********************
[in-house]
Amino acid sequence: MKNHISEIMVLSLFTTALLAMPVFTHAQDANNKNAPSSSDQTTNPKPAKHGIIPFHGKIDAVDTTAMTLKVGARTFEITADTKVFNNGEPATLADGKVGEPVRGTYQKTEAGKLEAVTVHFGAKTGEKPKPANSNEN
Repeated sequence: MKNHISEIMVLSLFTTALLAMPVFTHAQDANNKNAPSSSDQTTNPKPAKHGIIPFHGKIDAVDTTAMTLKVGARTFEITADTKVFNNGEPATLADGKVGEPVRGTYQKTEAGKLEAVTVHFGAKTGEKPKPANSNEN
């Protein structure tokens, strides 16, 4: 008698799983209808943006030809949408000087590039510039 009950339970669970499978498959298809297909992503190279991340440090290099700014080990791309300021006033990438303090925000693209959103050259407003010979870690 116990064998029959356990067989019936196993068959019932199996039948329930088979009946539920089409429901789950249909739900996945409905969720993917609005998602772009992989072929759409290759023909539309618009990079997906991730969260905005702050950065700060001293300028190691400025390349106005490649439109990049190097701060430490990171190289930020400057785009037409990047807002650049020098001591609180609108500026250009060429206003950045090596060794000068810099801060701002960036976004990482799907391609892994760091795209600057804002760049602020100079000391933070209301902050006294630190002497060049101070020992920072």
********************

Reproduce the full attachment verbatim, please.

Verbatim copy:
[in-house]
Amino acid sequence: MKNHISEIMVLSLFTTALLAMPVFTHAQDANNKNAPSSSDQTTNPKPAKHGIIPFHGKIDAVDTTAMTLKVGARTFEITADTKVFNNGEPATLADGKVGEPVRGTYQKTEAGKLEAVTVHFGAKTGEKPKPANSNEN
Repeated sequence: MKNHISEIMVLSLFTTALLAMPVFTHAQDANNKNAPSSSDQTTNPKPAKHGIIPFHGKIDAVDTTAMTLKVGARTFEITADTKVFNNGEPATLADGKVGEPVRGTYQKTEAGKLEAVTVHFGAKTGEKPKPANSNEN
């Protein structure tokens, strides 16, 4: 008698799983209808943006030809949408000087590039510039 009950339970669970499978498959298809297909992503190279991340440090290099700014080990791309300021006033990438303090925000693209959103050259407003010979870690 116990064998029959356990067989019936196993068959019932199996039948329930088979009946539920089409429901789950249909739900996945409905969720993917609005998602772009992989072929759409290759023909539309618009990079997906991730969260905005702050950065700060001293300028190691400025390349106005490649439109990049190097701060430490990171190289930020400057785009037409990047807002650049020098001591609180609108500026250009060429206003950045090596060794000068810099801060701002960036976004990482799907391609892994760091795209600057804002760049602020100079000391933070209301902050006294630190002497060049101070020992920072």